MBTA fare enforcement in ‘legal vacuum’

New ‘non-punitive’ regs would allow fines to resume

TWO YEARS AGO, the Legislature amended the MBTA’s fare evasion statute, decriminalizing the offense and lowering the range of possible fines.

The Legislature left the details to the T, but those details, in the form of new regulations, never got approved, leaving the MBTA with no legal authority to enforce any fare evasion penalties since January 2021.

That may change this week, as the MBTA seeks the approval of its board for a new set of regulations that are being described as “non-punitive” and designed not to raise revenue but to encourage fare compliance.

An MBTA spokesman on Tuesday said staffers were busy preparing for board presentations this week and unable to answer questions about whether fare evasion has increased over the last two years without any enforcement.

At a public hearing in June, however, T officials acknowledged the dilemma. “We’re currently in a legal vacuum,” said Sefira Bell-Masterson, the T’s deputy director of all-door boarding and proof of payment. “We don’t have any approved regulations as relates to fare evasion so we don’t have any tools to enforce our current fare policies.”

An initial bid to approve new fare evasion regulations in May 2021 collapsed when they got entangled in a broader debate about poverty and fares in general.

Members of the Fiscal and Management Control Board – the T’s previous oversight board – balked at assessing $50 fines for fare evasion and suggested lowering the fine to $10. Board members said they might go along with a higher fine if it was accompanied by a program offering discounted fares to low-income riders.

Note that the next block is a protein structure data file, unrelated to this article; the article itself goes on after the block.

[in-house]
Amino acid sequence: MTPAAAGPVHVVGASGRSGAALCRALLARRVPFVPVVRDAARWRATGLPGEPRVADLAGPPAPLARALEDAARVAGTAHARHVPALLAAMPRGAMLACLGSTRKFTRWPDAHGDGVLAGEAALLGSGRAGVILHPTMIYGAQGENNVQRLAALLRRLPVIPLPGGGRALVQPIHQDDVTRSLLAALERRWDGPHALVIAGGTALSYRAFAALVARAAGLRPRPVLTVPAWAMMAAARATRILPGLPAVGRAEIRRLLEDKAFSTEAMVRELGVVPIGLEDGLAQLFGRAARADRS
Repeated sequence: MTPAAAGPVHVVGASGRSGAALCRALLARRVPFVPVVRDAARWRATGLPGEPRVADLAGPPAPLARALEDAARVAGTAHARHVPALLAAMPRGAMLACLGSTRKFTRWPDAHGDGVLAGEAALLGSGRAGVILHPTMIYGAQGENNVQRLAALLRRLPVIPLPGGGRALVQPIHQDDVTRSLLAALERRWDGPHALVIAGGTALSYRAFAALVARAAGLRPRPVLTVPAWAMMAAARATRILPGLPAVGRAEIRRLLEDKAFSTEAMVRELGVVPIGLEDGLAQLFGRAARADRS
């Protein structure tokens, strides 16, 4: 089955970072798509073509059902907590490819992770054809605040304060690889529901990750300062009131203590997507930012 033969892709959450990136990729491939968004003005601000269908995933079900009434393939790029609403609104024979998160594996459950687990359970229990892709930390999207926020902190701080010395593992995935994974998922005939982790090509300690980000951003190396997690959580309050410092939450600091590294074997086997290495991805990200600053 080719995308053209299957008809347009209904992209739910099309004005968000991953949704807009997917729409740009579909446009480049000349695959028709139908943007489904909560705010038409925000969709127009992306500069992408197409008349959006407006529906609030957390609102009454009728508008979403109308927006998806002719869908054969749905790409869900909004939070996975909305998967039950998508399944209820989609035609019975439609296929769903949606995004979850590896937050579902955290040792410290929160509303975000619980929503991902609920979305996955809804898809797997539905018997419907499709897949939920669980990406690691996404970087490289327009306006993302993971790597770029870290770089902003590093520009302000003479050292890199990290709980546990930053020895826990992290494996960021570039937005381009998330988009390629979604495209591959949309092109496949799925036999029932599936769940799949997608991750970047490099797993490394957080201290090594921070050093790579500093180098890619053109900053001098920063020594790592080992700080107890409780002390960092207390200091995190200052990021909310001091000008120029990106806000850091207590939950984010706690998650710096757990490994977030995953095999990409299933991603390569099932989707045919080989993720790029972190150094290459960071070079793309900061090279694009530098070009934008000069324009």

The T is now seeking the support of the MBTA’s current board of directors for a revised set of fare evasion regulations. The new regulations call for two types of fines – one type for what T officials are calling “plain vanilla” fare evasion and another set for those who misuse reduced fare credentials belonging to others.

In both cases, an initial incident would trigger a written warning. First, second, and third offenses would trigger a $50 fine for the vanilla violations and $75 for misusing someone else’s credential. Fourth and subsequent offenses would trigger fines of $100 and $150, respectively.

Offenses would operate on a three-year time clock, meaning the slate would be wiped clean three years from the initial warning.

The proposed regulations, according to the presentation at the public hearing in June, dropped a provision requiring that the names of riders with multiple unpaid fines be referred to the Registry of Motor Vehicles, which could put a hold on a license renewal until the fines are paid.

Fare evasion has long been a concern at the MBTA, but the authority has often been slow to address it. On October 1, fare gates went live for commuter rail trains at North Station and similar gates are soon to come at South Station and Back Bay Station.

A new tap-in, tap-out fare collection system is coming, which should allow the T to dispense with drivers collecting fares on board buses and Green Line trains and allow passengers to board through all doors.

T officials have talked about hiring a fare enforcement team of 80-90 people who would do spot checks on board buses and Green Line trains to verify passengers have paid. At the public meeting on fare evasion regulations in June, however, there was no discussion of an enforcement team, perhaps because the T is already struggling this year to fill some 2,000 positions, many of them in critical safety areas.